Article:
after 10 years of living in new york, i am far from knowing this city well.
hearing from a few friends that we should check out the lighthouse in fort washington park (a stretch of green that runs along the hudson river under the george washington bridge, a short walk from our apartment) we set out one afternoon in june to see what the buzz was about.
beneath the enormous gray steel beams sits a small red lighthouse.
you might recognize this particular lighthouse, as my husband quickly did, from this classic children’s book.
in the book, the lighthouse sat alone on the bank, greeting ships by day and guiding them safely by night.
Every night a man came to tend the little red lighthouse and turn on it’s light.
FLASH FLASH FLASH!
It felt big and useful and important. What would the boats do without me? it thought.
It felt VERY, VERY PROUD.
Then one day the workmen came and started to dig and build.
Every day it watched the strange new gray thing beside it grow and grow. Huge towers seemed to touch the sky. Strong loops of steel swept across the river.
How big it was!
A great gray bridge, spanning the Hudson River from shore to shore. It made the little red lighthouse feel very, very small.
The book continues with an oncoming storm too strong for the bridge to handle alone, and a plea from the bridge to the lighthouse for help in guiding the ships.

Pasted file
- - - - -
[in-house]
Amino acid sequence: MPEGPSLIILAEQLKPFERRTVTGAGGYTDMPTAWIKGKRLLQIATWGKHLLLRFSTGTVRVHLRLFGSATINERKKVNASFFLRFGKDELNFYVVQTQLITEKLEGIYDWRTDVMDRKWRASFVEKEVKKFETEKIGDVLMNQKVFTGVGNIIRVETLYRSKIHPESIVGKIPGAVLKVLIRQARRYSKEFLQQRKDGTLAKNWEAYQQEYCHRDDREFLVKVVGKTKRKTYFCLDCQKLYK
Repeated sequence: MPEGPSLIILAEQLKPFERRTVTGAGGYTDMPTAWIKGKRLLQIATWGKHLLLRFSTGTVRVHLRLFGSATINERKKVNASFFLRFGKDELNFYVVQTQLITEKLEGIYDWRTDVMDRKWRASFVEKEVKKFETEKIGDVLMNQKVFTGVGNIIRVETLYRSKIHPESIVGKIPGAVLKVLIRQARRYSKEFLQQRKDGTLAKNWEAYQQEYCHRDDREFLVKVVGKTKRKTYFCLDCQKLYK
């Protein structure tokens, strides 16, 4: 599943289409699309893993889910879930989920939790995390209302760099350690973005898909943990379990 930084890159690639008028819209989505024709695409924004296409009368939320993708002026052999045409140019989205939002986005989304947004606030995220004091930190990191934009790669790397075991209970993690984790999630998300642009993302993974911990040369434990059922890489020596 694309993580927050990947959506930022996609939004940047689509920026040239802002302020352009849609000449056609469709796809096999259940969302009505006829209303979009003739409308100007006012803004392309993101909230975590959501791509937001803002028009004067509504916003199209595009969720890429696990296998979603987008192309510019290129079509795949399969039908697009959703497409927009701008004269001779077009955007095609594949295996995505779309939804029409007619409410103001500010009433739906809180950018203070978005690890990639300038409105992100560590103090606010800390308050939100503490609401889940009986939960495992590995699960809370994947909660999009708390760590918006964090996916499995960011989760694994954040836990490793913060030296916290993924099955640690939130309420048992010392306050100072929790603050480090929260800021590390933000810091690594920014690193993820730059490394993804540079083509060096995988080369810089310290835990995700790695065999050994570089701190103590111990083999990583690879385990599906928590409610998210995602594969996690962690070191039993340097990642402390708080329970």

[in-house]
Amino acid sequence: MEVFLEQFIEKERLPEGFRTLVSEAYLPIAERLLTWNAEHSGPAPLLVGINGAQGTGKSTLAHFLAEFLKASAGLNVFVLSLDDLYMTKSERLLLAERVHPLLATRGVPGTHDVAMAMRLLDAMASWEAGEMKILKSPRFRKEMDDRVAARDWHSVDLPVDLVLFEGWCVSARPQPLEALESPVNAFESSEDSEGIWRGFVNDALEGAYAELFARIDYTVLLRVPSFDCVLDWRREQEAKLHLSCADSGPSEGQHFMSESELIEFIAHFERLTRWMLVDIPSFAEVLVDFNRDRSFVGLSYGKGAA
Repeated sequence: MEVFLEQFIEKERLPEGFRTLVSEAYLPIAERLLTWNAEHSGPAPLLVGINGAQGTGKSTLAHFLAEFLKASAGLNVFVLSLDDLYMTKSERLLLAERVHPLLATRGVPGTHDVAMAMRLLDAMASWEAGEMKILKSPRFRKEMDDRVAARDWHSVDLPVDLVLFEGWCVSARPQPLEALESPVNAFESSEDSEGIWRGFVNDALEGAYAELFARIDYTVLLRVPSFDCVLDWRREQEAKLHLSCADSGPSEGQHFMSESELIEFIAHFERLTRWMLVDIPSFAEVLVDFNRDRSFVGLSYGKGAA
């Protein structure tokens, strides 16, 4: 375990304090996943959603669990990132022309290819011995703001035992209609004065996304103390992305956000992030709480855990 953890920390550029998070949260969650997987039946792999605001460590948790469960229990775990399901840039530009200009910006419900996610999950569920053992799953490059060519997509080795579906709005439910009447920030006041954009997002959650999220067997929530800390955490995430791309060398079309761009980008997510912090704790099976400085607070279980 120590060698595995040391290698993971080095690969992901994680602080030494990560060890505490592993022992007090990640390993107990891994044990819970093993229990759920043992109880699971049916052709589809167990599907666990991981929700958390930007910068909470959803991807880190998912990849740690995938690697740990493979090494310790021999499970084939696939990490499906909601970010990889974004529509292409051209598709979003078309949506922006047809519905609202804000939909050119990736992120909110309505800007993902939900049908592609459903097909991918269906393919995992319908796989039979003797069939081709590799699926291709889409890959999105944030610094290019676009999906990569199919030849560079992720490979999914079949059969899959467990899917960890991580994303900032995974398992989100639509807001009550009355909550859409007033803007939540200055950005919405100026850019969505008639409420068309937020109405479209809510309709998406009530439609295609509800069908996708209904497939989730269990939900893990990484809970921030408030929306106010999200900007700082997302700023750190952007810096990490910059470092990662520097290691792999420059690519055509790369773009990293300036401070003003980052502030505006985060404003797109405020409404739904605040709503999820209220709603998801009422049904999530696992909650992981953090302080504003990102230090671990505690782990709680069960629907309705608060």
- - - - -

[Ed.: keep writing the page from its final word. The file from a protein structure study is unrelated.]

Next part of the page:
“Little brother, where is your light?”
“Am I brother of yours, bridge?” wondered the lighthouse. “Your light was so bright that I thought mine was needed no more.”
“I call to the airplanes,” cried the bridge, “I flash to the ships of the air. But you are still master of the river. Quick, let your light shine again. Each to his own place, little brother!”
And so the bridge and the lighthouse worked together.
And now beside the great beacon of the bridge a small beam of the lighthouse still flashes.
Beside the towering gray bridge the lighthouse still bravely stands. Though it knows now that it is little, it is still VERY. VERY PROUD.
And every day the people who go up Riverside Drive in New York City turn to look at it. For there they both are – the great gray bridge and the little red lighthouse.
If you don’t believe it, go see for yourselves!
As we walked around the lighthouse, Topher talked fondly of his memories reading this book with his grandmother as a child in California.
Remarkable that the inspiration for this widely loved story sits just a short walk from our apartment.
New York continues to surprise me with new discoveries, even after 10 years here.
I love that about this city.